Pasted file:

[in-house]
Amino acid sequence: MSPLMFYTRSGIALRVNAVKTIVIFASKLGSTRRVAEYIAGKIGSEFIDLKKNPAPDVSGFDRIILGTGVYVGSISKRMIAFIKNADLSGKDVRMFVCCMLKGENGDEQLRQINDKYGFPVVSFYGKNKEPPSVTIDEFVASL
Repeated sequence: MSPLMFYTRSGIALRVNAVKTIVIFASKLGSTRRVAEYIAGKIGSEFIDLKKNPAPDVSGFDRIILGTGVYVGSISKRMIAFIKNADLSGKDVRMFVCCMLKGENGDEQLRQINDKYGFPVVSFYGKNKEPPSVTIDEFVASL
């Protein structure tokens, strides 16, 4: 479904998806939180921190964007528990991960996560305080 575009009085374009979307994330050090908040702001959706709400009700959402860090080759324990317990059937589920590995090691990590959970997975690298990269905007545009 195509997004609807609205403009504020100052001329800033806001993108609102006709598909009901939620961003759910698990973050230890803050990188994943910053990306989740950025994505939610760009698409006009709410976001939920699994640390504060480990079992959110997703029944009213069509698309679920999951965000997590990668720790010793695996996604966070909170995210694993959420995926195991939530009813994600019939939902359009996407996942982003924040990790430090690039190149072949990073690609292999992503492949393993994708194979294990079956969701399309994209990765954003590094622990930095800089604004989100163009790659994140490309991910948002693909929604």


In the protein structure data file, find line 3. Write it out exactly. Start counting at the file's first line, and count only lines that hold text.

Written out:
Repeated sequence: MSPLMFYTRSGIALRVNAVKTIVIFASKLGSTRRVAEYIAGKIGSEFIDLKKNPAPDVSGFDRIILGTGVYVGSISKRMIAFIKNADLSGKDVRMFVCCMLKGENGDEQLRQINDKYGFPVVSFYGKNKEPPSVTIDEFVASL